2. Allow yourself to be "off-duty"

It is not reasonable to expect yourself—or anyone else for that matter—to work or be on-call 24/7. And yet, when in the midst of family caregiving, people often hold themselves to an unrealistic standard of doing it all, all of the time. You need time when you are not “on-call”.


This includes elderly spouses who have assumed the caregiver role and who live together. It can be tough for the caregiving partner to feel “off-duty” when they are at home together with their partner who requires care. Respite care is critical to help both halves of a couple remain healthy—both physically and mentally. 


Feeling “off-duty” also applies to family members who are receiving constant phone calls from their elderly loved ones.  They need time when they can turn off the ringer and not field any phone calls—a timeframe when they are “off-duty” from repeated calls.


3. Enlist support before a crisis emerges

All too often people will say: “Dad won’t accept help from anyone else, so I have no choice!”  Then a crisis occurs and it is Dad who has no choice—he must accept help from another source because you, the family caregiver, are now experiencing your own health issue related to burnout.  Sure enough, Dad does accept the help, although it might have been a smoother introduction to care had it not been a crisis situation.


It will be a kinder transition for your father to accept outside support in a graduated care plan, rather than abruptly. With advance notice and the luxury of time, caregivers can be selected to match your father’s personality and preferences. In a crisis situation, you might have no choice but to get a caregiver—any caregiver—in place the same day.  A more ideal match could have been made with advance planning.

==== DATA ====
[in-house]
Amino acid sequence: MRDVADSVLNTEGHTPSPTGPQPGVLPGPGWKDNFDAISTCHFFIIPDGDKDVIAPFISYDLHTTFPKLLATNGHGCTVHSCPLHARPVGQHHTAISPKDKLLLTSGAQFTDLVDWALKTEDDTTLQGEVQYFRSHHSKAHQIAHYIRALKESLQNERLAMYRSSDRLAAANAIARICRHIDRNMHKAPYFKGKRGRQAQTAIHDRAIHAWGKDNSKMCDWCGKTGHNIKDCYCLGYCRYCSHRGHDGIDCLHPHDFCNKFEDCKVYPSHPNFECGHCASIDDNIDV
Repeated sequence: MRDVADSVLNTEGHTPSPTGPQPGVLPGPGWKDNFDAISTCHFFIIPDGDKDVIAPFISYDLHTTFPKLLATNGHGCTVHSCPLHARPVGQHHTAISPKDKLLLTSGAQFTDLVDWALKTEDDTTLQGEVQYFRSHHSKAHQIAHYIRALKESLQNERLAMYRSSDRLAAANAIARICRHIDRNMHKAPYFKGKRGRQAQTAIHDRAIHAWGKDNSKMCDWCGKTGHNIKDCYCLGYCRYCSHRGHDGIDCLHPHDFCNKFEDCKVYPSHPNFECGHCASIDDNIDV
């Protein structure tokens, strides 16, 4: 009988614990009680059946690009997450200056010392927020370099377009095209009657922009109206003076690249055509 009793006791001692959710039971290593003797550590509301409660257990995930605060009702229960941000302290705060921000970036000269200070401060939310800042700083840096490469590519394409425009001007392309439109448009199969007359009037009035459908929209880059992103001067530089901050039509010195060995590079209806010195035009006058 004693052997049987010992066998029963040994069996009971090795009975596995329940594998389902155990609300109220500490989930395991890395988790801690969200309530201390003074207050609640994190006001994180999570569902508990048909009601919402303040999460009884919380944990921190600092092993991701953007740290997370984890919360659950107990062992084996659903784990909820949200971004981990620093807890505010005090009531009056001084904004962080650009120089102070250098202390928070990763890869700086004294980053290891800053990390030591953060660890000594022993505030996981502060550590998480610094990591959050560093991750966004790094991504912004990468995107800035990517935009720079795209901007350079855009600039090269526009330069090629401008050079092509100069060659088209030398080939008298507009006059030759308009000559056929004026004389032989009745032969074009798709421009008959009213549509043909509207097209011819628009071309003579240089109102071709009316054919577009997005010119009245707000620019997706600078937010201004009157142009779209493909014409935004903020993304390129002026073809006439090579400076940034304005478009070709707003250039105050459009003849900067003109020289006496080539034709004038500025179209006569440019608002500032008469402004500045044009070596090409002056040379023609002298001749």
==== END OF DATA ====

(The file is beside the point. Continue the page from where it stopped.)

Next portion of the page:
Best of all, your burnout can be prevented in the first place! It is far easier to prevent burnout by providing support early on than it is to recover after burnout has occurred. 


4. Protect family roles and relationships

Caregiving can upset the long-ingrained roles and family dynamics.  A husband who is suddenly thrust into the position of caring for his wife may feel ill-equipped for the role of the family caregiver. He doesn’t feel like a husband. . . he feels like a caregiver.  And she doesn’t feel like a wife. . . she feels like a patient. Their interaction as husband and wife has been interrupted and they begin to interact as patient and caregiver, which may start to stress their marriage.


It is important that key family roles and relationships are preserved. That couple needs to continue to feel like a married couple.  A parent and child need to preserve their mother-son relationship.  It may be best to let certain elements be provided by a professional caregiver so the family relationships can remain intact. 


Family caregivers are SO important to the health and well-being of their loved ones.  It is crucial that their health and sanity are protected.  If the family caregiver burns out, then there are two people requiring care! 


The only way to survive family caregiving and find the positive is to take care of yourself, have time that you are "off-duty", get help in place before it's too late, and aim to protect family roles and relationships for as long as possible.